Biomass foreclosure sale set
Published 11:06 am Friday, December 26, 2014
Buyers sought to recover back taxes
SOUTH POINT — The six parcels that make up what was once the Biomass property adjacent to The Point industrial park in South Point go on the auction block on Tuesday, Jan. 27, at the Lawrence County Courthouse.
In October Lawrence County Common Pleas Court granted a motion for a default judgment on Biomass for its failure to pay the county approximately $50,000 in back taxes, allowing the county to foreclose on the property.
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Since November of 2013, county prosecuting attorney Brigham Anderson and county treasurer Stephen Burcham have sought payment from Biomass
“I am encouraged it is continuing to move forward,” Burcham said. “It is going to be beneficial to the children, particularly of the South Point district, which will see the majority of the taxes collected. I think everyone should be a good corporate citizen and pay their taxes. I appreciate the prosecuting attorney in bringing this to collection.”
The sale will be done separately for the six parcels. The largest parcel was 49.02 acres with a minimum bid of $42,443.79, according to the judgment filed. That is made up of $41,649.07 in taxes with $48.90 in court costs.
The next largest parcel is for 23.69 acres with the current minimum bid at $4,865.63. That is followed by 4.5 acres at $2,159.15; .35 acre lot at $844.63; .33 acre lot at $2,342.40; and .23 acre at $893.25.
Those minimums will actually be more, however, because they do not include interest on back taxes and taxes for 2014. That will be calculated later.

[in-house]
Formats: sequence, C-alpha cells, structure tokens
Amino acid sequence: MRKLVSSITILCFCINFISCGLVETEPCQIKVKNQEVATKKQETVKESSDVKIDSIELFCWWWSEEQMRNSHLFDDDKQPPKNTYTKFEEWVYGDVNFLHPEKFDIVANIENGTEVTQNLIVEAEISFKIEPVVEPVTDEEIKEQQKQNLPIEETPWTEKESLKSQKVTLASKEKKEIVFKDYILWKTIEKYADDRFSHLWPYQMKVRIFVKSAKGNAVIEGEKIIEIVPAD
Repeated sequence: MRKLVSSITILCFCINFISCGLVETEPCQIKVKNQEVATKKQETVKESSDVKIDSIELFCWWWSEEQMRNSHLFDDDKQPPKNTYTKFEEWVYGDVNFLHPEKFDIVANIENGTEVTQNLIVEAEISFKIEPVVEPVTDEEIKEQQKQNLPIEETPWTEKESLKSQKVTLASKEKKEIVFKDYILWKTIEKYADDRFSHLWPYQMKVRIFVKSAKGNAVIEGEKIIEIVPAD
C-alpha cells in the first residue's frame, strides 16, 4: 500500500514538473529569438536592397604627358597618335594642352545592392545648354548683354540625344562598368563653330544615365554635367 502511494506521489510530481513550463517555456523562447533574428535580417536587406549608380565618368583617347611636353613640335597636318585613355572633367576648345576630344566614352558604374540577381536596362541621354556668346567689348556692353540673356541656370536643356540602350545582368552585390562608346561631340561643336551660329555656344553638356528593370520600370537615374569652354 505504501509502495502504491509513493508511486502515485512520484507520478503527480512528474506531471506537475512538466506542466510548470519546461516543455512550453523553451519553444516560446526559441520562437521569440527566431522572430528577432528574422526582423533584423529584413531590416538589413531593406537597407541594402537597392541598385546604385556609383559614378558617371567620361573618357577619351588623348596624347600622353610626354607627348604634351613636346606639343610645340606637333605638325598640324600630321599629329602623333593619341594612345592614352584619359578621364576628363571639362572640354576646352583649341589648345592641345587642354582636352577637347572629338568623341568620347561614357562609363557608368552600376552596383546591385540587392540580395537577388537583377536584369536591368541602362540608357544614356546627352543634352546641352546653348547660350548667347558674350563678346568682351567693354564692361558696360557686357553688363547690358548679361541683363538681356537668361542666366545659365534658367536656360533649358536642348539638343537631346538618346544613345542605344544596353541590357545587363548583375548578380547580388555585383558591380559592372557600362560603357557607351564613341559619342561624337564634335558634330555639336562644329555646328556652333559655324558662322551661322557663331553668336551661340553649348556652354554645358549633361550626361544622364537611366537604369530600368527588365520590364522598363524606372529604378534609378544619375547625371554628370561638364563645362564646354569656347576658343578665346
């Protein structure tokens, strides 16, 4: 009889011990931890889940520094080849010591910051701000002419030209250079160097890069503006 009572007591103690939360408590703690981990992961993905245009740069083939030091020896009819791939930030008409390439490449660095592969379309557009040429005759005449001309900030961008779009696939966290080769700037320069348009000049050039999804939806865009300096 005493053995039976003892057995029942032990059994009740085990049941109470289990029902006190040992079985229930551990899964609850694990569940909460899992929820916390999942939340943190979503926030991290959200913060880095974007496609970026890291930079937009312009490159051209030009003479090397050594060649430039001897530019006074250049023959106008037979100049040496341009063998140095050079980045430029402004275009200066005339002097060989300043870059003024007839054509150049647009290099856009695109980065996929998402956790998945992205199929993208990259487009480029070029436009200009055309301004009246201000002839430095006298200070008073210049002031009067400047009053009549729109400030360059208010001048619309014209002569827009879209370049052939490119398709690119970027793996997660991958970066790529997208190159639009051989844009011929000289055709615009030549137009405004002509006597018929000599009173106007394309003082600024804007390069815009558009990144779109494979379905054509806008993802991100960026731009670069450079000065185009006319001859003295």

In July of 2014, Biomass owner Mark Harris contacted Burcham to say he only received notice that the taxes were due 10 days earlier. Burcham then gave Harris 90 days to pay the amount in full. He did not.
Biomass had purchased the property to develop a 200-megawatt power plant. That plant would produce electricity that Biomass would sell to power companies.
The acreage is contiguous to The Point, the fast-growing industrial park in the eastern end of the county and was originally part of the former Honeywell-Allied Chemical plant site.
Ironton entrepreneur Robert Slagel said it would be advantageous for The Point to acquire the acreage.
“To free it up and out of Harris’ hand and be able to do something with it,” Slagel said. “He has been sitting on it. It has been a thorn in the side of Lawrence County’s economic development.”
Acquiring it would be the decision of the Lawrence Economic Development Corporation, which is having its annual meeting at 8 a.m. the day of the sale.
“The issue is how much it would cost to clean the site up to where we didn’t have liability on it,” Dr. Bill Dingus, executive director of the LEDC, said. “The LEDC will assess the environmental standing of it and who else would be interested in coming in to create jobs. If there is a company going after it to create jobs, we will help them. We are pleased there is some resolution on this parcel of property. It is unfortunate it has sat dormant for years.”
Terms for the sale will be the same as a sheriff sale where successful bidders must put 10 percent down with 30 days to make final payment.
“This shows everybody has to pay their fair share of taxes whether they’re a company or an individual,” Anderson said. “The ultimate goal is to get a new taxpayer. In this instance one that not only creates jobs for the county but also pays their taxes.”
The sale starts at 11 a.m. on the first floor of the courthouse.